UK banks downgraded as stress test fears grow
RBS may need billions in extra capital as a result of new stress tests by European authorities
Nikhil Kumar is The Independent's New York correspondent. He was formerly assistant editor on the foreign desk and has also done a variety of jobs on the city desk, where he wrote about markets, commodities and other business and economics topics.
Friday 14 October 2011
Signs that the Government has become less likely to support lenders led to another credit rating downgrade for Lloyds and Royal Bank of Scotland yesterday against the backdrop of concerns that new European stress tests could leave the sector in need of billions of pounds of extra capital.
The ratings agency Fitch lowered its credit score for both Lloyds and RBS to A from AA-minus, reflecting its view that "support dynamics are changing in the UK". Fitch also put Barclays on negative watch, meaning that it could be downgraded in the future.
"The banking system is not only large relative to the UK economy but there is also more advance political will to reduce the implicit support for the country's banks," Fitch said, citing the Vickers Commission's recommendations to ring-fence retail banks from riskier investment operations.
The move followed similar action by Fitch's rival agency Moody's last week, and came amid fears that RBS could end up needing billions in extra capital as a result of new stress tests by European authorities.
Officials are working on plans to recapitalise the banking system as they seek to protect it from the sovereign debt crisis. The European Banking Authority (EBA), which is studying capital needs at systemically important lenders, is expected to apply hefty discounts to the sovereign bond holdings to assess their ability to withstand the crisis. Reports suggest that it could also raise its threshold for what it considers an adequate capital cushion or core tier one capital ratio to 9 per cent.
With the details still being worked out, Credit Suisse analysts said that, based on the reports and after applying a tougher stress test than that applied by the EBA when it last studied balance sheets in the summer, RBS could need about €19bn (£16.5bn) in extra funds. Germany's Deutsche Bank and France's BNP Paribas could require up to €14bn each, while Société Générale and Barclays "would need roughly €13bn".
But the various moving parts – the final level of discounts on sovereign debt and the required capital ratio are still under discussion – mean that other analysts came to different conclusions. Evolution Securities, for example, said that UK banks had already done the heavy lifting by scrapping dividends and shrinking balance sheets, and did not require additional capital.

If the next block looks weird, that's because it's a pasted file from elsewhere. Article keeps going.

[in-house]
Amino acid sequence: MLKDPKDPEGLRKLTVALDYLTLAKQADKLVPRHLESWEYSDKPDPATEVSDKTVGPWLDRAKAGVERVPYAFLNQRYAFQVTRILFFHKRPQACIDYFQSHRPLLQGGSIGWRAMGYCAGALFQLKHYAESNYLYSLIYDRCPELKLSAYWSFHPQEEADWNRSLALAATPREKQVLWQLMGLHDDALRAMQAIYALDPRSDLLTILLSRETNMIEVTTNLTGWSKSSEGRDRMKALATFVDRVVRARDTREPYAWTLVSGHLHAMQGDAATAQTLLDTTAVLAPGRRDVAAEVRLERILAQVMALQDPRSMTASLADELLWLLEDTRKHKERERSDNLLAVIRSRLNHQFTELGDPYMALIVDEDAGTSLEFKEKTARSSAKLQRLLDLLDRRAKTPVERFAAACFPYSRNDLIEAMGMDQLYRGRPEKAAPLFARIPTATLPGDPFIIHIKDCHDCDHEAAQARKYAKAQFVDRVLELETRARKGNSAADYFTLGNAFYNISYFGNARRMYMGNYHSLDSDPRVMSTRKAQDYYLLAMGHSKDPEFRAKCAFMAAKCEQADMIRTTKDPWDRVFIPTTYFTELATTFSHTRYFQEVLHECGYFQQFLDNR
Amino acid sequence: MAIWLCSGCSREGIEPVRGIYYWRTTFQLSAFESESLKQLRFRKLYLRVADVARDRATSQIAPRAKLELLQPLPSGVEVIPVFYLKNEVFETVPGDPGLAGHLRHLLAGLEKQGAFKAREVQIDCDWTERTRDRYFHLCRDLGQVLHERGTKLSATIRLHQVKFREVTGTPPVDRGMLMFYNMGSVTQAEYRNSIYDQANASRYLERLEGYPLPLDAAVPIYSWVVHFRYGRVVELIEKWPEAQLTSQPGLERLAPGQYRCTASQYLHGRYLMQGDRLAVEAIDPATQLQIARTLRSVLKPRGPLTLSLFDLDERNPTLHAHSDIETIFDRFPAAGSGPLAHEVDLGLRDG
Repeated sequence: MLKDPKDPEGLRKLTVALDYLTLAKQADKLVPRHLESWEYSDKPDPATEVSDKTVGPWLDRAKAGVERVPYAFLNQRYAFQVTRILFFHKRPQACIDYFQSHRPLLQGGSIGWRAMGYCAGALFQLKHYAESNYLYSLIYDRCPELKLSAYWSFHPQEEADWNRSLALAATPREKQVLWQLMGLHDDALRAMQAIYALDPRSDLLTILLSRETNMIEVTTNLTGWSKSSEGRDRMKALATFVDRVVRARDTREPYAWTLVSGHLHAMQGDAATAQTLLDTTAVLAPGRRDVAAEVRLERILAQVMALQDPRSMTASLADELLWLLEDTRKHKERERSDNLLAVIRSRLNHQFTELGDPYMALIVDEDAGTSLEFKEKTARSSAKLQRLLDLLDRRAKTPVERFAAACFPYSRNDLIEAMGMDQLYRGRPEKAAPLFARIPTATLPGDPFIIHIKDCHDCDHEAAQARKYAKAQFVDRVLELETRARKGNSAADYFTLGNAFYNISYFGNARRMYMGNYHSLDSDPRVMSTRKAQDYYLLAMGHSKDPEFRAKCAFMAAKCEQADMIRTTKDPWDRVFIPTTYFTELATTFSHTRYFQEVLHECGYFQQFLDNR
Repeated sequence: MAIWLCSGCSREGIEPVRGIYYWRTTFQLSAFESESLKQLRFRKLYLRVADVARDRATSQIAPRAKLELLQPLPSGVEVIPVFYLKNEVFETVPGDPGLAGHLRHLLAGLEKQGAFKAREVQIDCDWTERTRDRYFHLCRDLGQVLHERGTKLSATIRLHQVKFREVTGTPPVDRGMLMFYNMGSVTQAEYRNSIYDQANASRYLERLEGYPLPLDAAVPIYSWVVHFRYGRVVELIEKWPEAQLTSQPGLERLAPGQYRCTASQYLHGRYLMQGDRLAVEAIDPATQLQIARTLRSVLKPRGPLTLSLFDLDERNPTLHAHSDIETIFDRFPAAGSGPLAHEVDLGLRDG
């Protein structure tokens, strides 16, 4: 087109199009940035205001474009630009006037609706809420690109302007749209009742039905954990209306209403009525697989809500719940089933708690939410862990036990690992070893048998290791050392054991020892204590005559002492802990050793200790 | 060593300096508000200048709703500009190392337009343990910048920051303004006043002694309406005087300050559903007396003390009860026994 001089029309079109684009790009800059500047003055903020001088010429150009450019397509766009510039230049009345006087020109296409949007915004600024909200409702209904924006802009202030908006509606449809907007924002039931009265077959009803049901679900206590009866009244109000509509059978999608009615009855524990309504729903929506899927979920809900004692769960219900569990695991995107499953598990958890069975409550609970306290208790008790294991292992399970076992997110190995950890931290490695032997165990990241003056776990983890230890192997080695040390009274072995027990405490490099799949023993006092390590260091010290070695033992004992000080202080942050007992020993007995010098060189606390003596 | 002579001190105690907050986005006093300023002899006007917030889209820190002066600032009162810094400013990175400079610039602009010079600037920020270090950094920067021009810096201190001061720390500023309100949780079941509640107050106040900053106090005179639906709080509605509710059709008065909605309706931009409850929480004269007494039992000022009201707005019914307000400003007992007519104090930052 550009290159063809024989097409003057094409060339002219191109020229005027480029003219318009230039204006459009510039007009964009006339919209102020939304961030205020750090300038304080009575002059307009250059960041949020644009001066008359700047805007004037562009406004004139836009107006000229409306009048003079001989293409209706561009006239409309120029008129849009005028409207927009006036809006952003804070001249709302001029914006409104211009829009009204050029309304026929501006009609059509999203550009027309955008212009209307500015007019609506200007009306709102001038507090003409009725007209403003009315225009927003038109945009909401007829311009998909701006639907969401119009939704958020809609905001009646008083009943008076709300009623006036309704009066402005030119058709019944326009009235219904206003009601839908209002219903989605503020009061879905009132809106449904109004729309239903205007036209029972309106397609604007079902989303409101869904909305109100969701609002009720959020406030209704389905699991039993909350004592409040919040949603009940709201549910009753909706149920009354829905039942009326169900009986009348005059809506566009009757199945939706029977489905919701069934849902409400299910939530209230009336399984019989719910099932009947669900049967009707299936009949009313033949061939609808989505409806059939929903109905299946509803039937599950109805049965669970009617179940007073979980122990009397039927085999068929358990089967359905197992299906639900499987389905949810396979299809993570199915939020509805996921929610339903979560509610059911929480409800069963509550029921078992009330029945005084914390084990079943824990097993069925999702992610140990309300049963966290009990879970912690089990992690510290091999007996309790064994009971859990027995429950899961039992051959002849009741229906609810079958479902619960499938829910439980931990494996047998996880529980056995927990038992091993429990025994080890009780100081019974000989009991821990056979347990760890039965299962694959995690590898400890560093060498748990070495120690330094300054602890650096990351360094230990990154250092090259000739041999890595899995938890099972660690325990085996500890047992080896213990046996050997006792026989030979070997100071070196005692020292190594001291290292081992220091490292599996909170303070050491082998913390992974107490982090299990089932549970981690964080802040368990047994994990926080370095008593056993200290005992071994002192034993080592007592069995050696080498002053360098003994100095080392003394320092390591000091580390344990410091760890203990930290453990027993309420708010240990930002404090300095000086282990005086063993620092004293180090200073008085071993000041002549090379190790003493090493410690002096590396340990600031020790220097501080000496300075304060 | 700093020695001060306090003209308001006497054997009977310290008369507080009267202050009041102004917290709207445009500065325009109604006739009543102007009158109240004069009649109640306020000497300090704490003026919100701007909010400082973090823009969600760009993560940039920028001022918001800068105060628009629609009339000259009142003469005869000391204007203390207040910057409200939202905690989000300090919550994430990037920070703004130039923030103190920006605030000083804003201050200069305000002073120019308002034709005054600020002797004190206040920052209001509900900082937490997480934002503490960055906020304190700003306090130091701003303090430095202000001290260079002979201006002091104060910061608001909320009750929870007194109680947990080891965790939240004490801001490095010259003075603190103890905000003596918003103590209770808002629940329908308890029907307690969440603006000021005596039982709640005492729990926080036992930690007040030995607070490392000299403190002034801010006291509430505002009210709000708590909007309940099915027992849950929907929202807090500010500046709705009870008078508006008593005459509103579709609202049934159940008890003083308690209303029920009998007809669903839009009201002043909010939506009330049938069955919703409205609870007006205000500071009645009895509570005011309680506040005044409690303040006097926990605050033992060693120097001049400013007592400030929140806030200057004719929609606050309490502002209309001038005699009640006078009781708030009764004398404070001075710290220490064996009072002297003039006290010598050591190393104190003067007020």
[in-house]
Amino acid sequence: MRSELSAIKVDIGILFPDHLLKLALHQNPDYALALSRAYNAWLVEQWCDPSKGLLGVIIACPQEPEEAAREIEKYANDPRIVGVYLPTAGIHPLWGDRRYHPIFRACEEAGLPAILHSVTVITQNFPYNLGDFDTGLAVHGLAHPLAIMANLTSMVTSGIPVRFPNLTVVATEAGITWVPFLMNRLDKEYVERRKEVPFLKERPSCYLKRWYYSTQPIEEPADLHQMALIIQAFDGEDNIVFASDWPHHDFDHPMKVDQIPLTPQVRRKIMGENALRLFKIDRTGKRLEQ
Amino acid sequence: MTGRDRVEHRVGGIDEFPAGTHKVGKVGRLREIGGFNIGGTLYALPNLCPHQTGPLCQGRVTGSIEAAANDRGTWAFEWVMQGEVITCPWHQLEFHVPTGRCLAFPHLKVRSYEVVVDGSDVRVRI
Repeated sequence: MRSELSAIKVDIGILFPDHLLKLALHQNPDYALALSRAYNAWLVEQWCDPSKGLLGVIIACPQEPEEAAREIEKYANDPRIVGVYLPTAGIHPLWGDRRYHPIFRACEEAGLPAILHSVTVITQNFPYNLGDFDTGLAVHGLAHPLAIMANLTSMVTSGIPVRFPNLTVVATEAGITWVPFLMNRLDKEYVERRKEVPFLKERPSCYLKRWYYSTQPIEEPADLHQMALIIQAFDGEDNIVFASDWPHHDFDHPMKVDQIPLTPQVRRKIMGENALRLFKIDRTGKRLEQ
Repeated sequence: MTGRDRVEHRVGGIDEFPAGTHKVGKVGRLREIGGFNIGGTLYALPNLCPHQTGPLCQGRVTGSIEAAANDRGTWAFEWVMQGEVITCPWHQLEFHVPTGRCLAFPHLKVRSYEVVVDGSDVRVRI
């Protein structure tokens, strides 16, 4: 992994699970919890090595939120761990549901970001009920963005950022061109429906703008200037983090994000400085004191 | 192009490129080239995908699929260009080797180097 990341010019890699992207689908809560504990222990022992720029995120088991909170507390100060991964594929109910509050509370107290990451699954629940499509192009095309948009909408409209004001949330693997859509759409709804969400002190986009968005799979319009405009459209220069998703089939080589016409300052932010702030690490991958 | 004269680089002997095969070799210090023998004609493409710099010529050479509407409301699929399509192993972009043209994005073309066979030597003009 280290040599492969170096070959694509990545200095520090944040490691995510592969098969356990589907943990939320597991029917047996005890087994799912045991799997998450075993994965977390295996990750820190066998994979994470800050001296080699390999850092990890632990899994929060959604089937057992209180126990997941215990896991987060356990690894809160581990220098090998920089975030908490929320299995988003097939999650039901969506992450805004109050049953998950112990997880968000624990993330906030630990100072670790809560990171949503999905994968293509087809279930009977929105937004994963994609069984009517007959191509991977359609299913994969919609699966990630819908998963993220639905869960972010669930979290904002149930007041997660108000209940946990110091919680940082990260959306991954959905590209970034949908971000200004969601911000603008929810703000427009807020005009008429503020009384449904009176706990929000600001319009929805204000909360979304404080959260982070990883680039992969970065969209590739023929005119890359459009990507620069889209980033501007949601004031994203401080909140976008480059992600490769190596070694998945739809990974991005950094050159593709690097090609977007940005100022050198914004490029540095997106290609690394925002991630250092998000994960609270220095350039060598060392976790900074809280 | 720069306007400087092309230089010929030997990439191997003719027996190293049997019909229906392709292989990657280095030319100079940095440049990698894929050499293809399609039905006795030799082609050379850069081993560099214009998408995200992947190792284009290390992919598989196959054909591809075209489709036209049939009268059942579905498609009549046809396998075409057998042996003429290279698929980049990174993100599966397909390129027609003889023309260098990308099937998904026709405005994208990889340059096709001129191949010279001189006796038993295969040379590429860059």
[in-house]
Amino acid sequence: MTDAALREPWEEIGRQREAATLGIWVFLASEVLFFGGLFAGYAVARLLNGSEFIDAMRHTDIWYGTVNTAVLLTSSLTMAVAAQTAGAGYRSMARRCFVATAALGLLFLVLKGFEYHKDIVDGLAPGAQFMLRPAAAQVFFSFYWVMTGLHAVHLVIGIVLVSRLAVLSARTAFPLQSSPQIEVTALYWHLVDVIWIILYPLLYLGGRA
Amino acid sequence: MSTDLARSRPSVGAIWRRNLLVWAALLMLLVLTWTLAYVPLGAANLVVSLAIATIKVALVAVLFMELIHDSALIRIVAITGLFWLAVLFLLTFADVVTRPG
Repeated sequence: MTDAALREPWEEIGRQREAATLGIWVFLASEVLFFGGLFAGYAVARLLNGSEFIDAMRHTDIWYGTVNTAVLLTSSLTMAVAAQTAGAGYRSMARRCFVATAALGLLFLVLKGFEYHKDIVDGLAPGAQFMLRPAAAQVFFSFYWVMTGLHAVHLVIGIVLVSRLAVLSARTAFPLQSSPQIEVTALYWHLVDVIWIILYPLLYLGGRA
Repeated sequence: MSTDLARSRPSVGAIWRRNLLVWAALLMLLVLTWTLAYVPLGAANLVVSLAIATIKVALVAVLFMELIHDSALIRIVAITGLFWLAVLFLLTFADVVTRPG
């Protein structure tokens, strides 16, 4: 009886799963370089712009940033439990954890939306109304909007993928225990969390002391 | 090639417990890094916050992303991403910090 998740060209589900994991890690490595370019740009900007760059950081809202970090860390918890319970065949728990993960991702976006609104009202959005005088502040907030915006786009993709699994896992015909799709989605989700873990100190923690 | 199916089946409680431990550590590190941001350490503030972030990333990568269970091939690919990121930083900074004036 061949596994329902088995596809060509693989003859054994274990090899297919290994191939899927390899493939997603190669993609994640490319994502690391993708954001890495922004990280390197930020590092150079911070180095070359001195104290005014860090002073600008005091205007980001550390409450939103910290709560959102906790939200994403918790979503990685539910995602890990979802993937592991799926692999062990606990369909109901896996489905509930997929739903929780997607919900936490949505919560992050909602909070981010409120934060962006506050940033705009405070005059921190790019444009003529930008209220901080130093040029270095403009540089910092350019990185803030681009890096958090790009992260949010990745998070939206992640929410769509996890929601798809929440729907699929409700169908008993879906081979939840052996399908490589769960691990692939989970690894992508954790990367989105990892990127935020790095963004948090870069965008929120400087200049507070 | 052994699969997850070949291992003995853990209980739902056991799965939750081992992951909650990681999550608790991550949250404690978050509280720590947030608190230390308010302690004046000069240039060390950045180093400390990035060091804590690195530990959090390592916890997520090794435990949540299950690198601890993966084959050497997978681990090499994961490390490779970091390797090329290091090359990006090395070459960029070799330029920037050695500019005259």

The analysis came as JosephAckerman, the chief executive of Germany's Deutsche Bank, warned: "It is not the capital position which is the problem but the fact that sovereign debt as an asset class has lost its risk-free status."
Apple has been hit by complaints about the 1.1GB download
Much-loved cartoon character returns - without Sir David Jason
Liam Neeson's Downton dreams
Matt Smith is set to join cast of the Jane Austen classic - with a twist
Actress to appear in second series of the hugely popular crime drama
- 1 Thailand beach murders: Thai PM suggests 'attractive' female tourists cannot expect to be safe wearing bikinis
- 2 Scottish independence: Learn from Quebec's mistakes and beware of promises. Vote Yes.
- 3 A bottle of wine a day is not bad for you and abstaining is worse than drinking, scientist claims
- 4 Revealed after 75 years of secrecy: 'Fifi' the glamorous WW2 special agent who tested British spies' resolve
- 5 Have you heard about the film Singapore has banned its people from watching? Well, you have now
Thailand beach murders: Thai PM suggests 'attractive' female tourists cannot expect to be safe wearing bikinis
Scottish independence: Final opinion polls show undecided voters could swing result either way
Scottish independence: Almost half of No voters have felt 'personally threatened' by the Yes campaign
Isis release 'Flames of War' video warning Obama of attacks troops could face in Iraq
Hitler’s former food taster reveals the horrors of the Wolf’s Lair
Daniele Watts: Django Unchained actress detained by Los Angeles police after being mistaken for a prostitute
Scottish independence referendum: A nation divided against itself
The political class is doing what Hitler couldn’t – destroying Britain
Scottish independence: Nationalist leader Jim Sillars threatens pro-union companies with 'day of reckoning' after independence
Portuguese academic says British are 'filthy, violent and drunk'
Scottish independence: David Cameron is becoming the 'George Bush of Britain'
iJobs Money & Business
£70-90,000: Saxton Leigh: Our client a London Market Insurer are seeking a Pro...
£60,000 - £80,000: Saxton Leigh: Our client is an leading Asset Manager based...
£18000 - £23000 per annum + Comission: SThree: The SThree group is a world lea...
£18000 - £23000 per annum + Commission: SThree: Real Staffing are currently lo...